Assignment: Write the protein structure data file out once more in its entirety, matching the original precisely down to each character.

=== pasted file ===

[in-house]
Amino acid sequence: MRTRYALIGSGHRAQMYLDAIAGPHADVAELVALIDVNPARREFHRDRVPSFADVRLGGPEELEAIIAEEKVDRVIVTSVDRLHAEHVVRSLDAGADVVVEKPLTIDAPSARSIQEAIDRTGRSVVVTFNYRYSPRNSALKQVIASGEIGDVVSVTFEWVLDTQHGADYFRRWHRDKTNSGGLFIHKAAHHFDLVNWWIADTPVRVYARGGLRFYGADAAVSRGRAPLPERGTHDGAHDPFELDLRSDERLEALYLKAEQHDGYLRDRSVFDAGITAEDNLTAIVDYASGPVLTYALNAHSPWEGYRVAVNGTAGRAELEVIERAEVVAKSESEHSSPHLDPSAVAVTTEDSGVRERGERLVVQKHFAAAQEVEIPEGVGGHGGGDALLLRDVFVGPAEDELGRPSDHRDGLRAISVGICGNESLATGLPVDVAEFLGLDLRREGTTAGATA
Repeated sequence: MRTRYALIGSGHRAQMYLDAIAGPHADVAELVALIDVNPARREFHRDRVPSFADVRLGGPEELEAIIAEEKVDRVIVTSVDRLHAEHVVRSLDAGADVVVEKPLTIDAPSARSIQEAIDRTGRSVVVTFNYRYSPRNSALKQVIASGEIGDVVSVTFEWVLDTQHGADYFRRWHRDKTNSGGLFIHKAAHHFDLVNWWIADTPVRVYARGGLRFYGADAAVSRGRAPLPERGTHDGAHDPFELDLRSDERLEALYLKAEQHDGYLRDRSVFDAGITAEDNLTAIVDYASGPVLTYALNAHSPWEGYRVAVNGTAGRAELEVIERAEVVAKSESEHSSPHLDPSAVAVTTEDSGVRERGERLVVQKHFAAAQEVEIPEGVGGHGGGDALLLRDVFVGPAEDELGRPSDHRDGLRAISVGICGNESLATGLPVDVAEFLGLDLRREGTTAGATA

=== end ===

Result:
[in-house]
Amino acid sequence: MRTRYALIGSGHRAQMYLDAIAGPHADVAELVALIDVNPARREFHRDRVPSFADVRLGGPEELEAIIAEEKVDRVIVTSVDRLHAEHVVRSLDAGADVVVEKPLTIDAPSARSIQEAIDRTGRSVVVTFNYRYSPRNSALKQVIASGEIGDVVSVTFEWVLDTQHGADYFRRWHRDKTNSGGLFIHKAAHHFDLVNWWIADTPVRVYARGGLRFYGADAAVSRGRAPLPERGTHDGAHDPFELDLRSDERLEALYLKAEQHDGYLRDRSVFDAGITAEDNLTAIVDYASGPVLTYALNAHSPWEGYRVAVNGTAGRAELEVIERAEVVAKSESEHSSPHLDPSAVAVTTEDSGVRERGERLVVQKHFAAAQEVEIPEGVGGHGGGDALLLRDVFVGPAEDELGRPSDHRDGLRAISVGICGNESLATGLPVDVAEFLGLDLRREGTTAGATA
Repeated sequence: MRTRYALIGSGHRAQMYLDAIAGPHADVAELVALIDVNPARREFHRDRVPSFADVRLGGPEELEAIIAEEKVDRVIVTSVDRLHAEHVVRSLDAGADVVVEKPLTIDAPSARSIQEAIDRTGRSVVVTFNYRYSPRNSALKQVIASGEIGDVVSVTFEWVLDTQHGADYFRRWHRDKTNSGGLFIHKAAHHFDLVNWWIADTPVRVYARGGLRFYGADAAVSRGRAPLPERGTHDGAHDPFELDLRSDERLEALYLKAEQHDGYLRDRSVFDAGITAEDNLTAIVDYASGPVLTYALNAHSPWEGYRVAVNGTAGRAELEVIERAEVVAKSESEHSSPHLDPSAVAVTTEDSGVRERGERLVVQKHFAAAQEVEIPEGVGGHGGGDALLLRDVFVGPAEDELGRPSDHRDGLRAISVGICGNESLATGLPVDVAEFLGLDLRREGTTAGATA